As I read their stories and looked at the memorabilia, I wished that I’d had the opportunity to dine at Burdines, Filene’s, Gimbels, Rich’s  or any of the twenty department store tea rooms included in the book.  It’s been great fun to step back in time and visit them by way of the writers extensive research and remarkable collection of postcards, menus, china and more.  I can’t wait to recreate some of their most popular recipes like Chicken a la King, Filene’s Seafood Newburg, Innes Tea Room’s Rum Cream Pie, or Crystal Tea Room Hot Cheese Tarts for a start.

I’d enjoyed Angela’s writing on her fun and informative blog Tea With Friends and been enriched by our friendship.  If you would like to add Dainty Dining to your library, it is available for sale on her blog.


Monday, November 14, 2011

Tea Cubed

There always seems to be something new in tea, doesn’t there?

I think the pyramid shaped silky tea bags are a step up from the square paper bags.


Now Lu Lin Tea has introduced their loose tea in cubes.  This would appear to have the advantage of giving the loose tea leaves more room to expand.

Lu Lin tea cubed

The company has a nice selection of tea in cubes, including Long Jing Green Tea, Jasmine Dragon Pearls, Fujian Oolong, Ginseng Oolong, Puerh, Puerh with Lavender, Keemun Breakfast and Lapsang Souchong.

Right now I have several new teas to try from International Tea Farms Alliance,  so I probably won’t be purchasing tea cubes anytime soon.  I’d love to hear if any of you have tried Lu Lin tea cubes.

Sunday, November 13, 2011

Shaving Mug or Mustache Cup

This mug was a find at a local thrift store recently.  I knew that it would be perfect for my future son-in-laws firefighter collection.


It is a bit confusing when comparing the two.  The mustache cup was invented in the early 1800’s because most men in Victorian times had a mustache.  They were waxed and curled and could be quite elaborate.  The problem arose when their mustache would hang into the beverage cup and drip wax into their drink.  The ladies did not find a dripping mustache to be very attractive, and it was certainly not clothing friendly.

The solution was to put a ledge or guard in the cup.


Many beautiful cups and saucers have a mustache guard, but this sturdy mug was used for shaving.  The holes let the soapy water drain back into the mug.  Shaving with a straight razor must have been difficult (and dangerous), so most gentlemen visited the barber shop to get a shave.  Many of them had their own shaving mug which they left at the shop for their exclusive use. 

Some were occupational mugs, like this firemen mug.  Many had the owners name or monogram.


So, I’ll still be on the lookout for a pretty mustache cup and saucer, but I’m glad that I found this shaving mug and learned a little bit about the difference between a shaving mug and a mustache cup.

I’ve only seen one mug with this particular scene online, but it was a slightly different shape.  This one may have been made in Japan.  There are no markings on the bottom.  If you know any more, I’d love to hear it.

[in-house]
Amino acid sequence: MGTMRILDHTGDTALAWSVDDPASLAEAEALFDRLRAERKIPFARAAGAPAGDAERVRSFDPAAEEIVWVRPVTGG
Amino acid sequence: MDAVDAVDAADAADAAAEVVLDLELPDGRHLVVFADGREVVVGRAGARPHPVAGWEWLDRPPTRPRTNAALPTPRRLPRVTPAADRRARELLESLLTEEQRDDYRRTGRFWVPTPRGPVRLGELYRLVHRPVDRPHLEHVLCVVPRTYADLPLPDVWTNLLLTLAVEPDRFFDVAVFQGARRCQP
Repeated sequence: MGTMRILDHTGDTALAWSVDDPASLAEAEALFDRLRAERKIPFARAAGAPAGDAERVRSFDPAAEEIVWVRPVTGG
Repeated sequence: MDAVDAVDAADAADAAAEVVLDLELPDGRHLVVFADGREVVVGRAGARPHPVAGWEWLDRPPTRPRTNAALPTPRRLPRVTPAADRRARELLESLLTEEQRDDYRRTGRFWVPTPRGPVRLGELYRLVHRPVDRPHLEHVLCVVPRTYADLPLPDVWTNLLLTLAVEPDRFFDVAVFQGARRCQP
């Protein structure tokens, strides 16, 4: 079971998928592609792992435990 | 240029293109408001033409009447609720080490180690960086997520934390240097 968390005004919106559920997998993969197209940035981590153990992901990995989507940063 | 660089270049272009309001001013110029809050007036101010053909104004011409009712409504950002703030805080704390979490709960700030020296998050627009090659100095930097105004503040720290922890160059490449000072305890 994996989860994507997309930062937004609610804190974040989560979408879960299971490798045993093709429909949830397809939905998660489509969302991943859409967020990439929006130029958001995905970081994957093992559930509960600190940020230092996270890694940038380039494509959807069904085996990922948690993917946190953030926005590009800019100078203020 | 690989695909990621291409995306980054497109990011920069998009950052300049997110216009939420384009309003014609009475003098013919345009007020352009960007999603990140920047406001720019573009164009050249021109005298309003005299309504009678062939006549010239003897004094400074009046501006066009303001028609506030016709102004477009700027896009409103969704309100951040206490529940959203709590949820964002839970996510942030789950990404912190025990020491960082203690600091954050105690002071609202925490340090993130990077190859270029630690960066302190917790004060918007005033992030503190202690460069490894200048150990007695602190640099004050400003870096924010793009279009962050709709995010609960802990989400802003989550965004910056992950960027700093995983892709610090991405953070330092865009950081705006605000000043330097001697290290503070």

Sunday, November 6, 2011

Everything Alice

The Wonderland Book of Makes & Bakes (Read-Baldrey & Leech) is a recent addition to my tea library.  This book  makes me wish that there was more time for crafting and baking in my life.


The book began as an idea hatched over a shared cup of tea and the authors then spent months preparing all the projects and photo styling, etc.  The terrific photographs were taken by Tiffany Mumford.


There are so many lovely projects and recipes that it is hard to pick some to share with you.  I thought the Time For Tea jewelry was really cute.


I’ve been meaning to make some teacup candles for a while now.


This Vintage Cake Stand is also on my to do list.  What a fab way to repurpose your mismatched china pieces.  I love the mini cupcakes with their fresh flower toppers.  There is also a project that uses fabric to cover an old teapot, much like my friend Angela did at Tea With Friends.


Look at this wonderful celebration Red Velvet Cupcake.


I’m sure some of you talented bakers could make these adorable Wonderland cookies -


or Curious Teapot Cake.

There are many more great recipes and projects using embroidery, applique and more.  I liked the Lavender Dormice, Drink-Me Cordials, Cheshire Cat Hand Warmers, Tweedledum & Tweedledee Shoebags, Wonderland Aprons, Tea Set Invitations and Duchess Macaroons, to name a few. 


Of course, no tea party ensemble would be complete without a hat.  The teacup shape and toile fabric made this my favorite hat project of the book. 

So yes, I’d definitely recommend Everything Alice to my friends.


Tuesday, November 1, 2011

Masons Friarswood Teapot

This teapot in my sister-in-laws collection is an interesting shape.  I really like the allover textured relief pattern and the fancy knob on the lid.


I don’t know the history of this teapot, but it is probably circa l970.   


This is Masons made in England ironstone in pattern C4856.  Because of its exceptional durability, ironstone is great for everyday use tableware.


It says “guaranteed permanent acid resisting color” on the bottom, instead of dishwasher safe as it would today.  Household automatic dishwashers didn’t really catch on until the 1950’s, although the first practical machine was invented in 1886 by Josephine Cochrane.

I’ve seen other pieces in this pattern on eBay and it seems to be quite popular with collectors.  You can find some of the history of Mason’s Ironstone here.